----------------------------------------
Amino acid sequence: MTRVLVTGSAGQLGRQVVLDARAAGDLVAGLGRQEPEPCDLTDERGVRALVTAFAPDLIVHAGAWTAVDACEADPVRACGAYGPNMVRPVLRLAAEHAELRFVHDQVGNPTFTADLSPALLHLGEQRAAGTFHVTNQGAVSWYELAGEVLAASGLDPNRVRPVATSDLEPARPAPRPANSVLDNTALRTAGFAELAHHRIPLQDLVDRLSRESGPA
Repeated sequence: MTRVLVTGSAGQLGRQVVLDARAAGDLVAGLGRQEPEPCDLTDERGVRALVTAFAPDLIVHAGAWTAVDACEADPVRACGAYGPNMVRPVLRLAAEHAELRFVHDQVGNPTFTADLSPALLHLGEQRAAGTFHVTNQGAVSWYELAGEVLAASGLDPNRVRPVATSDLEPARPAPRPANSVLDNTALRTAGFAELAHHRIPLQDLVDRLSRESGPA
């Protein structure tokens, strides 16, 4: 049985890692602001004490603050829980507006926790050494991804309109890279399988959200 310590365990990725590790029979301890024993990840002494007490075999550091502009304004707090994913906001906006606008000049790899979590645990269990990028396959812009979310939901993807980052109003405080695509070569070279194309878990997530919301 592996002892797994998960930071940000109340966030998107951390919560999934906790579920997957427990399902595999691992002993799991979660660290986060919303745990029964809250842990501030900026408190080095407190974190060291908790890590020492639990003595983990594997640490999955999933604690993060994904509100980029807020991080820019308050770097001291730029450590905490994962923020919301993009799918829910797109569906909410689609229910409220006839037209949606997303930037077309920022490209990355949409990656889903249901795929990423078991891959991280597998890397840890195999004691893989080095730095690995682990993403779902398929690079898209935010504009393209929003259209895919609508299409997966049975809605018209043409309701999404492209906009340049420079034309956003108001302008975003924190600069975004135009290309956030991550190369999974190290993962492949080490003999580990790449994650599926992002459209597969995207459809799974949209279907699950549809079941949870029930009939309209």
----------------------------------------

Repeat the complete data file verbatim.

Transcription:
Amino acid sequence: MTRVLVTGSAGQLGRQVVLDARAAGDLVAGLGRQEPEPCDLTDERGVRALVTAFAPDLIVHAGAWTAVDACEADPVRACGAYGPNMVRPVLRLAAEHAELRFVHDQVGNPTFTADLSPALLHLGEQRAAGTFHVTNQGAVSWYELAGEVLAASGLDPNRVRPVATSDLEPARPAPRPANSVLDNTALRTAGFAELAHHRIPLQDLVDRLSRESGPA
Repeated sequence: MTRVLVTGSAGQLGRQVVLDARAAGDLVAGLGRQEPEPCDLTDERGVRALVTAFAPDLIVHAGAWTAVDACEADPVRACGAYGPNMVRPVLRLAAEHAELRFVHDQVGNPTFTADLSPALLHLGEQRAAGTFHVTNQGAVSWYELAGEVLAASGLDPNRVRPVATSDLEPARPAPRPANSVLDNTALRTAGFAELAHHRIPLQDLVDRLSRESGPA
């Protein structure tokens, strides 16, 4: 049985890692602001004490603050829980507006926790050494991804309109890279399988959200 310590365990990725590790029979301890024993990840002494007490075999550091502009304004707090994913906001906006606008000049790899979590645990269990990028396959812009979310939901993807980052109003405080695509070569070279194309878990997530919301 592996002892797994998960930071940000109340966030998107951390919560999934906790579920997957427990399902595999691992002993799991979660660290986060919303745990029964809250842990501030900026408190080095407190974190060291908790890590020492639990003595983990594997640490999955999933604690993060994904509100980029807020991080820019308050770097001291730029450590905490994962923020919301993009799918829910797109569906909410689609229910409220006839037209949606997303930037077309920022490209990355949409990656889903249901795929990423078991891959991280597998890397840890195999004691893989080095730095690995682990993403779902398929690079898209935010504009393209929003259209895919609508299409997966049975809605018209043409309701999404492209906009340049420079034309956003108001302008975003924190600069975004135009290309956030991550190369999974190290993962492949080490003999580990790449994650599926992002459209597969995207459809799974949209279907699950549809079941949870029930009939309209």